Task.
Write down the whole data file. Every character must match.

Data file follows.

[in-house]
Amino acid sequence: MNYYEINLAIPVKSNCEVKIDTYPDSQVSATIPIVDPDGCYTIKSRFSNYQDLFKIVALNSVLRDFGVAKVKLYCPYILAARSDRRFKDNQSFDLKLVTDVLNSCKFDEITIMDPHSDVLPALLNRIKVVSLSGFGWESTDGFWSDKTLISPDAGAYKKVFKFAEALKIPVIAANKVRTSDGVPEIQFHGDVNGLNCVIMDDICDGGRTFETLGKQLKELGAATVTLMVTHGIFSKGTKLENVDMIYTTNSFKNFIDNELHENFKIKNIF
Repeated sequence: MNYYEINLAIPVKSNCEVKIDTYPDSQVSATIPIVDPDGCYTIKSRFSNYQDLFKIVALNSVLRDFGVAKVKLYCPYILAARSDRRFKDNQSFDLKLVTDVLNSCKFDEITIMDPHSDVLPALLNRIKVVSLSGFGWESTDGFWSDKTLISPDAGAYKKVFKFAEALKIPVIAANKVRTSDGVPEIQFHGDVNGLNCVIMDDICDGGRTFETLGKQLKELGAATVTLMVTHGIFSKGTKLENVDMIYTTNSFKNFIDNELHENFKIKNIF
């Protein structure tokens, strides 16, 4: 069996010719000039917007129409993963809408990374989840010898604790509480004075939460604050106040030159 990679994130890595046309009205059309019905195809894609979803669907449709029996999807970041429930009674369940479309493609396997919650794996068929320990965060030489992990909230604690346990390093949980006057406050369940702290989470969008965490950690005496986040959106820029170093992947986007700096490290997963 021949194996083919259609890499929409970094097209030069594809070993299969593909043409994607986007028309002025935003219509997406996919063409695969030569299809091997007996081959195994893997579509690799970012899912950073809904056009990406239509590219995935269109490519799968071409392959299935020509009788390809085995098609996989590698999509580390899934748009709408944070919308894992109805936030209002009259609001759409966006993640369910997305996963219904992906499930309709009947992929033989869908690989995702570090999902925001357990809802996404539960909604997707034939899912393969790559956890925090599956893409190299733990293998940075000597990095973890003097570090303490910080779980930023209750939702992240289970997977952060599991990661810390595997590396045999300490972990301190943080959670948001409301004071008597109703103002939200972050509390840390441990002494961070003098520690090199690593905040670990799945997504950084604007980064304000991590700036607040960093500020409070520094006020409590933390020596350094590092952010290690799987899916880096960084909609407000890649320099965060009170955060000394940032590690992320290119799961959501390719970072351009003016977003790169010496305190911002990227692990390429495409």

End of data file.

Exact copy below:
[in-house]
Amino acid sequence: MNYYEINLAIPVKSNCEVKIDTYPDSQVSATIPIVDPDGCYTIKSRFSNYQDLFKIVALNSVLRDFGVAKVKLYCPYILAARSDRRFKDNQSFDLKLVTDVLNSCKFDEITIMDPHSDVLPALLNRIKVVSLSGFGWESTDGFWSDKTLISPDAGAYKKVFKFAEALKIPVIAANKVRTSDGVPEIQFHGDVNGLNCVIMDDICDGGRTFETLGKQLKELGAATVTLMVTHGIFSKGTKLENVDMIYTTNSFKNFIDNELHENFKIKNIF
Repeated sequence: MNYYEINLAIPVKSNCEVKIDTYPDSQVSATIPIVDPDGCYTIKSRFSNYQDLFKIVALNSVLRDFGVAKVKLYCPYILAARSDRRFKDNQSFDLKLVTDVLNSCKFDEITIMDPHSDVLPALLNRIKVVSLSGFGWESTDGFWSDKTLISPDAGAYKKVFKFAEALKIPVIAANKVRTSDGVPEIQFHGDVNGLNCVIMDDICDGGRTFETLGKQLKELGAATVTLMVTHGIFSKGTKLENVDMIYTTNSFKNFIDNELHENFKIKNIF
């Protein structure tokens, strides 16, 4: 069996010719000039917007129409993963809408990374989840010898604790509480004075939460604050106040030159 990679994130890595046309009205059309019905195809894609979803669907449709029996999807970041429930009674369940479309493609396997919650794996068929320990965060030489992990909230604690346990390093949980006057406050369940702290989470969008965490950690005496986040959106820029170093992947986007700096490290997963 021949194996083919259609890499929409970094097209030069594809070993299969593909043409994607986007028309002025935003219509997406996919063409695969030569299809091997007996081959195994893997579509690799970012899912950073809904056009990406239509590219995935269109490519799968071409392959299935020509009788390809085995098609996989590698999509580390899934748009709408944070919308894992109805936030209002009259609001759409966006993640369910997305996963219904992906499930309709009947992929033989869908690989995702570090999902925001357990809802996404539960909604997707034939899912393969790559956890925090599956893409190299733990293998940075000597990095973890003097570090303490910080779980930023209750939702992240289970997977952060599991990661810390595997590396045999300490972990301190943080959670948001409301004071008597109703103002939200972050509390840390441990002494961070003098520690090199690593905040670990799945997504950084604007980064304000991590700036607040960093500020409070520094006020409590933390020596350094590092952010290690799987899916880096960084909609407000890649320099965060009170955060000394940032590690992320290119799961959501390719970072351009003016977003790169010496305190911002990227692990390429495409």